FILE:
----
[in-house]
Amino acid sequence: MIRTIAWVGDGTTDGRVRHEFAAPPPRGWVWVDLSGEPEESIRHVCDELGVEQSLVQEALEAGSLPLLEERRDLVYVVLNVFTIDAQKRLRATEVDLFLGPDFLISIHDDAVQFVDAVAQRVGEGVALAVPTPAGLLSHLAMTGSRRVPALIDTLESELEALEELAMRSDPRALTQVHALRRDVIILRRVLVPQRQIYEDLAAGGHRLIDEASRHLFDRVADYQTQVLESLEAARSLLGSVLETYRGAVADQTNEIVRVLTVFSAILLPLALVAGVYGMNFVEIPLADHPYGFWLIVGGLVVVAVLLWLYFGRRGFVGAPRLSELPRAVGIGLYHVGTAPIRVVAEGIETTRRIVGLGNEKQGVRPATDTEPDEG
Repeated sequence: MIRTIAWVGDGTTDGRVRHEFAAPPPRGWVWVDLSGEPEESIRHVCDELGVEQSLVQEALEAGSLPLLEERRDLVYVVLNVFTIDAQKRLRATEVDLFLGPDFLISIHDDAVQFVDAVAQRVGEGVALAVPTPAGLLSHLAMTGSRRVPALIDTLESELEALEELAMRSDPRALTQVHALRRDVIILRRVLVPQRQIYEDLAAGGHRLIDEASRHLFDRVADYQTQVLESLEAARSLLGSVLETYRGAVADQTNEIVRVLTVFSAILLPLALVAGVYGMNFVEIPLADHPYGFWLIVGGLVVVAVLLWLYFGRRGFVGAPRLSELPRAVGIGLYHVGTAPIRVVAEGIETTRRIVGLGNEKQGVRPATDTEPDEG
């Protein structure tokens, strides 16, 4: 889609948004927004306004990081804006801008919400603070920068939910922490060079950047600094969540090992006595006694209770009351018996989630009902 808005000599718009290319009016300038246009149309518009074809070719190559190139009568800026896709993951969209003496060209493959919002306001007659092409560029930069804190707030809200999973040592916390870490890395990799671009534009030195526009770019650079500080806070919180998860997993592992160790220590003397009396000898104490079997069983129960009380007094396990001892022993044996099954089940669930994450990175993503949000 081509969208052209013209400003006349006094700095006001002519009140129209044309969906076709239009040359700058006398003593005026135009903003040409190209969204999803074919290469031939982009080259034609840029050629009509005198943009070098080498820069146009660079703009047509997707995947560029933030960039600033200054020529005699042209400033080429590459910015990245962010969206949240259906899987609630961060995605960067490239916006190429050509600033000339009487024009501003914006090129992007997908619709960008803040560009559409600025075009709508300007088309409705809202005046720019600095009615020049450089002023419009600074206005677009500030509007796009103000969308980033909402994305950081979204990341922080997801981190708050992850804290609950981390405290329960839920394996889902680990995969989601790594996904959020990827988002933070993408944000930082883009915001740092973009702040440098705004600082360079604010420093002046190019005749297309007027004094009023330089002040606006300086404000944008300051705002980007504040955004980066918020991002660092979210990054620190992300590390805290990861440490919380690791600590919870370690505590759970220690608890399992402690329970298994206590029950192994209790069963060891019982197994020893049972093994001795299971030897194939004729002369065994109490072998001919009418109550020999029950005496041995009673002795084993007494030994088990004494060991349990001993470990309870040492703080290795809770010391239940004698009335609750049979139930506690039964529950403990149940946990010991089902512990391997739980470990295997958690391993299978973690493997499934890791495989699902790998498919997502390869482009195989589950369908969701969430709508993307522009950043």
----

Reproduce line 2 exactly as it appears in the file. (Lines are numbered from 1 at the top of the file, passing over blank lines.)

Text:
Amino acid sequence: MIRTIAWVGDGTTDGRVRHEFAAPPPRGWVWVDLSGEPEESIRHVCDELGVEQSLVQEALEAGSLPLLEERRDLVYVVLNVFTIDAQKRLRATEVDLFLGPDFLISIHDDAVQFVDAVAQRVGEGVALAVPTPAGLLSHLAMTGSRRVPALIDTLESELEALEELAMRSDPRALTQVHALRRDVIILRRVLVPQRQIYEDLAAGGHRLIDEASRHLFDRVADYQTQVLESLEAARSLLGSVLETYRGAVADQTNEIVRVLTVFSAILLPLALVAGVYGMNFVEIPLADHPYGFWLIVGGLVVVAVLLWLYFGRRGFVGAPRLSELPRAVGIGLYHVGTAPIRVVAEGIETTRRIVGLGNEKQGVRPATDTEPDEG